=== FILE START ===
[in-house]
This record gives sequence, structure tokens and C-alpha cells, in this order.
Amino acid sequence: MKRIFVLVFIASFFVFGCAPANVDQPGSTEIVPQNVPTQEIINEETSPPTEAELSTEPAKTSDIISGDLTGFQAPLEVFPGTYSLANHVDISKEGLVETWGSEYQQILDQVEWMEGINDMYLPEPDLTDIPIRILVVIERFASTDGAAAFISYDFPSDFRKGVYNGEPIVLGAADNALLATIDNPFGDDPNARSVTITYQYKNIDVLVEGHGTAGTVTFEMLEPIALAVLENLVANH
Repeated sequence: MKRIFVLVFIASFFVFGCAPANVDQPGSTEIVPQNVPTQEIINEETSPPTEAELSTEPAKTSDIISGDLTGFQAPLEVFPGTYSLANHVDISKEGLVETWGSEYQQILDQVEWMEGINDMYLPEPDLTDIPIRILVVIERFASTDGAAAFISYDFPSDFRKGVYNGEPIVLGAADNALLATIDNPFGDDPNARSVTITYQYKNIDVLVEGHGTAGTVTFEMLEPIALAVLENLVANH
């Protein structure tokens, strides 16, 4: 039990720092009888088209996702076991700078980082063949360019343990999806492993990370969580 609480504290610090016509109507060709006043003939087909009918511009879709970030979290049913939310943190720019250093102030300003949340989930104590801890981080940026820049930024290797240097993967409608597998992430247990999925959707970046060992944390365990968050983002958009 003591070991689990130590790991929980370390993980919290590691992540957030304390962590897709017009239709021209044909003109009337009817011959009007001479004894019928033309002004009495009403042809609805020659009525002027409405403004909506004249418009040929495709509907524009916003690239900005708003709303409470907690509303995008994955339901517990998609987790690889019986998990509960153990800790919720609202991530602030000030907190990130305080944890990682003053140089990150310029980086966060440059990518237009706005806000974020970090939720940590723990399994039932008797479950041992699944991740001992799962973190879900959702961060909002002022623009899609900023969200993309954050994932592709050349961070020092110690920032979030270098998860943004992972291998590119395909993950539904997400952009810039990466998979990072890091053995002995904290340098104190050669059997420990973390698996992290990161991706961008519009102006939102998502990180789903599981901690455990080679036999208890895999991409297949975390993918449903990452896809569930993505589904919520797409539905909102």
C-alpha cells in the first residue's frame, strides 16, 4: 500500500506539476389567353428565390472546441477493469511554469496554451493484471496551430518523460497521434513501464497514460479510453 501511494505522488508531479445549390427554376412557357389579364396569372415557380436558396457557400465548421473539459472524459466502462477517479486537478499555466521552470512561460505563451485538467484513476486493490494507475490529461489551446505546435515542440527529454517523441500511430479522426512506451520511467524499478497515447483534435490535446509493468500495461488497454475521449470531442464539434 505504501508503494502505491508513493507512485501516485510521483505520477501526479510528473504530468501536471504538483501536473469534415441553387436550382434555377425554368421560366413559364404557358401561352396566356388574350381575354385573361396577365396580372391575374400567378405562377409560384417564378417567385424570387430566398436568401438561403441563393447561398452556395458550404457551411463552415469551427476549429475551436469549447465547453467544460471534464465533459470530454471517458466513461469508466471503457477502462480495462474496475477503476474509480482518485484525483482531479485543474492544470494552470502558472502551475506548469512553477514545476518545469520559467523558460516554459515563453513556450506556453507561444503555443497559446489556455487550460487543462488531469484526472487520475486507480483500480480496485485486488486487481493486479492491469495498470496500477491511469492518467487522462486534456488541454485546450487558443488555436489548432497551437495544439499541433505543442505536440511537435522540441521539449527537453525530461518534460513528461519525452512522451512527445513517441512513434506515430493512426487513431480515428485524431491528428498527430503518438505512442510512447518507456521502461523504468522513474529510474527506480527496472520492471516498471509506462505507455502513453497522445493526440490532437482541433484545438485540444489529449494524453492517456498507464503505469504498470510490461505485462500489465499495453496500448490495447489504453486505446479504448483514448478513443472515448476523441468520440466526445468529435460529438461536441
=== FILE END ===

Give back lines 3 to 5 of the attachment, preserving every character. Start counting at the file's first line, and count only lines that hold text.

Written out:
Amino acid sequence: MKRIFVLVFIASFFVFGCAPANVDQPGSTEIVPQNVPTQEIINEETSPPTEAELSTEPAKTSDIISGDLTGFQAPLEVFPGTYSLANHVDISKEGLVETWGSEYQQILDQVEWMEGINDMYLPEPDLTDIPIRILVVIERFASTDGAAAFISYDFPSDFRKGVYNGEPIVLGAADNALLATIDNPFGDDPNARSVTITYQYKNIDVLVEGHGTAGTVTFEMLEPIALAVLENLVANH
Repeated sequence: MKRIFVLVFIASFFVFGCAPANVDQPGSTEIVPQNVPTQEIINEETSPPTEAELSTEPAKTSDIISGDLTGFQAPLEVFPGTYSLANHVDISKEGLVETWGSEYQQILDQVEWMEGINDMYLPEPDLTDIPIRILVVIERFASTDGAAAFISYDFPSDFRKGVYNGEPIVLGAADNALLATIDNPFGDDPNARSVTITYQYKNIDVLVEGHGTAGTVTFEMLEPIALAVLENLVANH
């Protein structure tokens, strides 16, 4: 039990720092009888088209996702076991700078980082063949360019343990999806492993990370969580 609480504290610090016509109507060709006043003939087909009918511009879709970030979290049913939310943190720019250093102030300003949340989930104590801890981080940026820049930024290797240097993967409608597998992430247990999925959707970046060992944390365990968050983002958009 003591070991689990130590790991929980370390993980919290590691992540957030304390962590897709017009239709021209044909003109009337009817011959009007001479004894019928033309002004009495009403042809609805020659009525002027409405403004909506004249418009040929495709509907524009916003690239900005708003709303409470907690509303995008994955339901517990998609987790690889019986998990509960153990800790919720609202991530602030000030907190990130305080944890990682003053140089990150310029980086966060440059990518237009706005806000974020970090939720940590723990399994039932008797479950041992699944991740001992799962973190879900959702961060909002002022623009899609900023969200993309954050994932592709050349961070020092110690920032979030270098998860943004992972291998590119395909993950539904997400952009810039990466998979990072890091053995002995904290340098104190050669059997420990973390698996992290990161991706961008519009102006939102998502990180789903599981901690455990080679036999208890895999991409297949975390993918449903990452896809569930993505589904919520797409539905909102």